Newspapers in Togo
The daily distribution in Togo is very modest (4 newspaper excl. Per 1,000
residents, 2000). The only actual daily newspaper is the government agency
Togo-Presse (circulation: about 8,000 copies). Democratization has meant that
some opposition newspapers have started.
Radio and TV are mainly state-controlled; Radio diffusion du Togo
(founded in 1953) broadcasts radio in French, English and domestic languages
and Télévision Togolaise (founded 1973) TV in French and domestic
languages in one channel. The opposition began broadcasting its own radio in
1992 (Radio Liberté). There are 265 radio and 32 TV receivers per 1,000
Traditional Togolese tissue art as well as
wood carvings are of great interest today. Good examples
of this craft can be seen at the Museum of African Art
in the capital Lomé (Musée International du Golfe de
Dance (including the ancient glow dance of the tem
people) and, above all, music from Togo has gained
international attention (see and listen to, for example,
Jimi Hope on Youtube). Drums are a common instrument and
each region has its own special rhythm.
Latest population statistics of Togo, including religious profiles and major languages spoken as well as population growth rates in next three decades.
The author Félix Couchoro wrote the novel L'Esclave (Slaven)
in 1929, which is considered the first French-speaking
African novel. A few decades later, Sam Obianim and
Kwasi Fiawoo, among others, wrote novels and plays in
the language ewe.
CFA franc will be eco 2020
Eight West African countries using the regional CFA franc agree in Abidjan in
Ivory Coast that the currency should be renamed eco. It will continue to be
linked to the euro, but the eight countries (Benin, Burkina Faso, Guinea-Bissau,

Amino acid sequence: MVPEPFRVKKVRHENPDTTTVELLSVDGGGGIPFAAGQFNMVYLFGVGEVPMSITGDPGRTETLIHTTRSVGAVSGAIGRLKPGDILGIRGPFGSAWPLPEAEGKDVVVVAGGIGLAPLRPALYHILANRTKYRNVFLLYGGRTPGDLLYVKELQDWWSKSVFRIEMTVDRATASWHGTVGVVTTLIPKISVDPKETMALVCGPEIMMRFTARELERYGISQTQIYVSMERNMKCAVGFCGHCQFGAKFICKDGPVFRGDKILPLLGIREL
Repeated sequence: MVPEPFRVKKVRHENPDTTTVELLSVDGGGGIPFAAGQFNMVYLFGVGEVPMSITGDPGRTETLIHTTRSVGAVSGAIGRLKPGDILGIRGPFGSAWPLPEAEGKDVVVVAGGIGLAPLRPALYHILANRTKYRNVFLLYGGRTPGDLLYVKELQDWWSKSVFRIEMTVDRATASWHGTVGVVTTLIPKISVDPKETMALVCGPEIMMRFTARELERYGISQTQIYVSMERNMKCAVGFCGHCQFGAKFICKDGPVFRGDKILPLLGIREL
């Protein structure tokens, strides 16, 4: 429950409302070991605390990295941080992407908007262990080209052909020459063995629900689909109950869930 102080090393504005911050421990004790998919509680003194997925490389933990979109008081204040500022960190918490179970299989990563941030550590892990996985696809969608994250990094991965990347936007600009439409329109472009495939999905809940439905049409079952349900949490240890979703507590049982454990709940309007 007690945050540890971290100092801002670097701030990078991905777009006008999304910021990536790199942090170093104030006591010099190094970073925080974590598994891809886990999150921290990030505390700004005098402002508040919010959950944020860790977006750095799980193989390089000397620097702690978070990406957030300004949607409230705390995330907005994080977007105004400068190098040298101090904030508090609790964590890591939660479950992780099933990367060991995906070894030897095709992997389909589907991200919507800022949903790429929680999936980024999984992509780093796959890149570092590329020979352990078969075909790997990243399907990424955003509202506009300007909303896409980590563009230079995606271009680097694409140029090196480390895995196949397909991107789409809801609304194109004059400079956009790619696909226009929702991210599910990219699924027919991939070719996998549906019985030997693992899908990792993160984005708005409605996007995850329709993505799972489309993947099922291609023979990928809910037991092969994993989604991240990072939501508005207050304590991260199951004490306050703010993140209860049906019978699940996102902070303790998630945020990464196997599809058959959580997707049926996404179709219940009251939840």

Ivory Coast, Mali, Niger, Senegal and Togo) will no longer have to keep 50
percent of their foreign exchange reserves in France, and France should no
longer have any representative on the board of the currency union. The change
will take effect in 2020. Critics of the CFA fringe see it as a remnant from the
colonial era, while its proponents see it as a guarantee of financial stability.
Presidential election in February
The government announces that presidential elections will be held on February
22, 2020. For the first time, it will be possible for Togolese citizens abroad
to vote for Togo's embassies. The electoral movement will run between February 6
and February 20. In November, opposition parties and several NGOs appealed that
the election should be postponed so that the Constitutional Court, the Electoral
Authority and the voter register can be reformed and reviewed before the
election is held, but they have not been granted that request.
The right of demonstration is restricted
Parliament adopts a law that further limits the right of the Togolese to
demonstrate; Now people are prohibited from demonstrating at main roads and
central places in the cities as well as near government buildings. In addition,
protests may only be conducted during the day, between 11am and 6pm. The number
of permitted demonstrations in a city is also limited. The right of
demonstration has been gradually reduced since a wave of protest marches against
President Gnassingbe's plans to change the constitution in order to remain in
power in 2017 and 2018 were held.
Local elections are conducted
For the first time since 1987, local elections are being held. Unir wins an
overwhelming share of the seats in the local parishes. The turnout is 52.5
The constitution is changed
Parliament adopts a series of constitutional amendments. They mean that the
president can only be re-elected once, that is, sit for two terms. However, this
means that President Fauré Gnassingbé may run for re-election twice more and
remain in the presidential post until 2030, since the change does not apply
retrospectively. The president shall be elected for five years and the election
shall be held for two rounds. The constitutional amendment also means that
former presidents are granted life assurance immunity. They cannot be arrested,
prosecuted or brought to justice for actions committed during their term of
office. Members of Parliament can now sit for two six-year terms. Previously,
they could be re-elected for an unlimited number of five-year periods.
Free trade agreements come into force
The African Free Trade Agreement AfCFTA (see March 2018)
enters into force for the 24 of 44 countries, including Togo, which ratified it.
The old government remains
President Gnassingbé appoints Prime Minister Komi Selom Klassou for a new
term in office. The entire old government remains unchanged.
Togo gets its first female president
Togo's new parliament elects Yawa Djibodi Tsegan as president of the
Legislative Assembly. Tsegan, who represents the ruling Unir, thus becomes the
country's first female president.